Chanda Stone joined Wolf Hollow as Executive Director in September 2018.
A native of southern California, Chanda has many years of experience as an arborist, wetland restoration coordinator and volunteer specialist. She earned a graduate degree from Portland State University and created TEAM Tualatin, a summer program for teens to restore natural wildlife habitats. Volunteering in the community is her passion. Chanda is a past board president for Nursing Mother’s Council of Oregon, a Girl Scout Leader, and she currently serves on the board of the Friday Harbor Film Festival.
Chanda moved with her husband and two children to San Juan Island in 2017 after living and working for five years in Saudi Arabia. Having traveled the world, she and her family feel lucky to now call San Juan Island their forever home.
After 4 months of care at Wolf Hollow, four young otters were released on the shores of a sheltered bay. They ran along the shore, investigated the rocks and seaweed, explored the driftwood and splashed in and out of the water.
When they arrived at Wolf Hollow in June and early July the kits were about 3 months old and had been orphaned or become separated from their mothers. Each was found alone in a different place, but they quickly became inseparable and swam together, fell asleep on top of each other and learned how to catch live fish and crabs. By fall they were well grown and ready to tackle life in the wild.
On Tuesday August 28, we released our first three seals of the season–Muenster, Danbo, and Brie. After our seal pups reach a healthy weight, we are able to let them back into the ocean to experience life back in the wild Pacific.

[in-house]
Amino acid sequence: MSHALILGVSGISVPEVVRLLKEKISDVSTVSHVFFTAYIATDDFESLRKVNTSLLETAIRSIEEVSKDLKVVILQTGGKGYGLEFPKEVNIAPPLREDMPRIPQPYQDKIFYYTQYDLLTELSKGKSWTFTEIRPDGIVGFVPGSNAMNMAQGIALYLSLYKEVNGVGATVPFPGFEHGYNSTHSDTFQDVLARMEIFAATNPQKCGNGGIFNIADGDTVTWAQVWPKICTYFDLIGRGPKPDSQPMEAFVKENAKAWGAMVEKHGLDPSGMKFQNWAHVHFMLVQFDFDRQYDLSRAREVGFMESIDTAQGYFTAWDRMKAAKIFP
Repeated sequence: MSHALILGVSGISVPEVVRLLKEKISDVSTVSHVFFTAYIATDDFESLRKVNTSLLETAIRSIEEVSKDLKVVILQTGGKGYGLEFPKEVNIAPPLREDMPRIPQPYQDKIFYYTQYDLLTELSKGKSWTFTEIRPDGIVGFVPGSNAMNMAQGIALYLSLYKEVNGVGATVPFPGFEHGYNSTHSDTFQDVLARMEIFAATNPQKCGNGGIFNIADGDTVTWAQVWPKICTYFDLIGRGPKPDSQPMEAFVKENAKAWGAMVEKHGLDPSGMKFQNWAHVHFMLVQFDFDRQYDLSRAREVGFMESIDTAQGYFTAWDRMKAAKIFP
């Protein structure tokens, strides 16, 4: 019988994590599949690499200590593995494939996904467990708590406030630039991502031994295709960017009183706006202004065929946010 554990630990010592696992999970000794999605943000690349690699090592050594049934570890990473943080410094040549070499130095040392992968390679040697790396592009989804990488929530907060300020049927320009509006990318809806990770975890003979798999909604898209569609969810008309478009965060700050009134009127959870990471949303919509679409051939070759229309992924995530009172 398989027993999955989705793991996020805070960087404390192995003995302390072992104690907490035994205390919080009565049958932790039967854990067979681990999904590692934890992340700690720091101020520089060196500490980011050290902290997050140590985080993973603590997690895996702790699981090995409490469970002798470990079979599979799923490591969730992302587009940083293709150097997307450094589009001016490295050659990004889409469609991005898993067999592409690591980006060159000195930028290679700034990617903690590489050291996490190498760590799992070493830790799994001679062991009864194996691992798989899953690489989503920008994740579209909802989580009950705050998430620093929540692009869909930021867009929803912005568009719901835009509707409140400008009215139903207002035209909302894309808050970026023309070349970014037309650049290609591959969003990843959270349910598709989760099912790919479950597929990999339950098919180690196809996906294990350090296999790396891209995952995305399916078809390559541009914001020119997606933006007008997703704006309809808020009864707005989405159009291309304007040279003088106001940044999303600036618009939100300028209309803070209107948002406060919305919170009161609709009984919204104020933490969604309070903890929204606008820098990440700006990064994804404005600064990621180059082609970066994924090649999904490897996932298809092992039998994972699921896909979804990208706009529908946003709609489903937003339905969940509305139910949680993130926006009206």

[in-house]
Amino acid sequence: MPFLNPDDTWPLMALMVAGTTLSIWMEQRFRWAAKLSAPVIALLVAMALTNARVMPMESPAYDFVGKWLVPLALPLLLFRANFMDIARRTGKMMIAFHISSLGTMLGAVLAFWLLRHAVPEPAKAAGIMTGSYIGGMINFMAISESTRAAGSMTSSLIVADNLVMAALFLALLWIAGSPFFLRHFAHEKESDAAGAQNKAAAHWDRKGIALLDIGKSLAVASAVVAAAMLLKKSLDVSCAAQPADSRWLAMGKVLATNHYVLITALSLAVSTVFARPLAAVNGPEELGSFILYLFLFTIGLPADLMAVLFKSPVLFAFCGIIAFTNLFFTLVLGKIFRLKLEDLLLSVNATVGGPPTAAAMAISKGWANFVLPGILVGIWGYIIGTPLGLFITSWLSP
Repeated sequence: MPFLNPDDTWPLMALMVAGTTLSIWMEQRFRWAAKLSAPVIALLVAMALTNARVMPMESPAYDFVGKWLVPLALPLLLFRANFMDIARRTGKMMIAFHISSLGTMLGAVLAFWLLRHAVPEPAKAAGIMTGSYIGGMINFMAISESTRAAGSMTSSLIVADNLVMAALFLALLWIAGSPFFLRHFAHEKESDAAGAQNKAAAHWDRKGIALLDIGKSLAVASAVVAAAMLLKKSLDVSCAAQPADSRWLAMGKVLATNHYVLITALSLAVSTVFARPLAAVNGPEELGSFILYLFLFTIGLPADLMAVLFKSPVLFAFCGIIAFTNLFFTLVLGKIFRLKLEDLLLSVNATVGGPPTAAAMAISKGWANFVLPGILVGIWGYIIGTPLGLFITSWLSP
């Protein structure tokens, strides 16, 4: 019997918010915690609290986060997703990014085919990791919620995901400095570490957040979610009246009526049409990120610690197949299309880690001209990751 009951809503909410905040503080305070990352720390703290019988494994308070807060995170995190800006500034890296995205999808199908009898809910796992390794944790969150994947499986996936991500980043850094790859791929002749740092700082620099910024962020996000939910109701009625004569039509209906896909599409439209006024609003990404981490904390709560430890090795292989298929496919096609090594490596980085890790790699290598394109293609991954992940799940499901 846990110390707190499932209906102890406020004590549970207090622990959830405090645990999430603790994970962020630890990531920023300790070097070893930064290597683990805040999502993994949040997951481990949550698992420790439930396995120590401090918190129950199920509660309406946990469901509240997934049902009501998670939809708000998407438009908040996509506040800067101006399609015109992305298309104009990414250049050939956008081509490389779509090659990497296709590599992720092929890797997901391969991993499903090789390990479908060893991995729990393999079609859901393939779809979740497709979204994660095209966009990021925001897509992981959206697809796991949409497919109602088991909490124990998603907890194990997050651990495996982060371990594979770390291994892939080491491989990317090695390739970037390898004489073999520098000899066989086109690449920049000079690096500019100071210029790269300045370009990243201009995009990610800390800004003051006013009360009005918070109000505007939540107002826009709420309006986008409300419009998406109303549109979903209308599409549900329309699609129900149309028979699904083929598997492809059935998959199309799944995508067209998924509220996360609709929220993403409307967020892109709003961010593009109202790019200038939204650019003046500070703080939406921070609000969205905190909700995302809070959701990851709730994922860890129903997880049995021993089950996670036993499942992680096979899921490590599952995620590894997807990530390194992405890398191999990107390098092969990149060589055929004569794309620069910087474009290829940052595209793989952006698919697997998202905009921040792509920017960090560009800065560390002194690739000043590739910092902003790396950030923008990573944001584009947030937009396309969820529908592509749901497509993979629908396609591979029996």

Muenster was found alone in bustling Roche Harbor and hauled out on July 21, on some paddleboards. He was slightly dehydrated, weighed just over 22 lbs. When he was released he weighed 40.3 lbs.
Danbo was seen alone on shore at Semiahmoo Resort for two days. After being picked up by the Whatcom County Marine Mammal Stranding Network on July 6, he received overnight care at Whatcom Wildlife Center before being flown to Wolf Hollow. He was very thin and dehydrated, weighted 16.4 lbs, had an umbilical infection and puncture wounds on his flippers. When he was released he weighed almost 47 lbs.
Brie was our first seal pup received this season, picked up by a kayaker somewhere on Orcas island on June 27, and kept with a friend overnight. When we got her on June 28, she was alert and active, only slightly dehydrated, and weighed 22.2 lbs. By the time we released her, Brie weighed nearly 60 lbs.
Watch this video to see how it all happened down at Kansas Cove.
And remember … if you see a Harbor Seal on the beach, leave it alone and call the Marine Mammal Stranding Network (1-866-767-6114)!
At the end of May this female Elephant Seal pup was brought to Wolf Hollow for care. She was found stranded on shore near an RV park in Ocean Shores, WA.
When she arrived she was extremely emaciated, weighing only 35 kg, and was very weak, so she needed intensive care. We provided the necessary medications and treatments and tube-fed her fluids initially before gradually introducing a special high-calorie fish slurry formula.
Since then she has made slow, steady progress and has received excellent care from our rehab staff and team of marine mammal vets (Dr. Jenny Ladd and Dr. Joe Gaydos of SeaDoc Society). After two weeks of care, she was stronger and more active, eating whole fish and spending time swimming in her pool.
On June 9th she was transported to The Marine Mammal Center in Sausalito, CA. There, she’ll be with other Elephant Seal pups to receive long-term care until she’s ready for release back to the wild.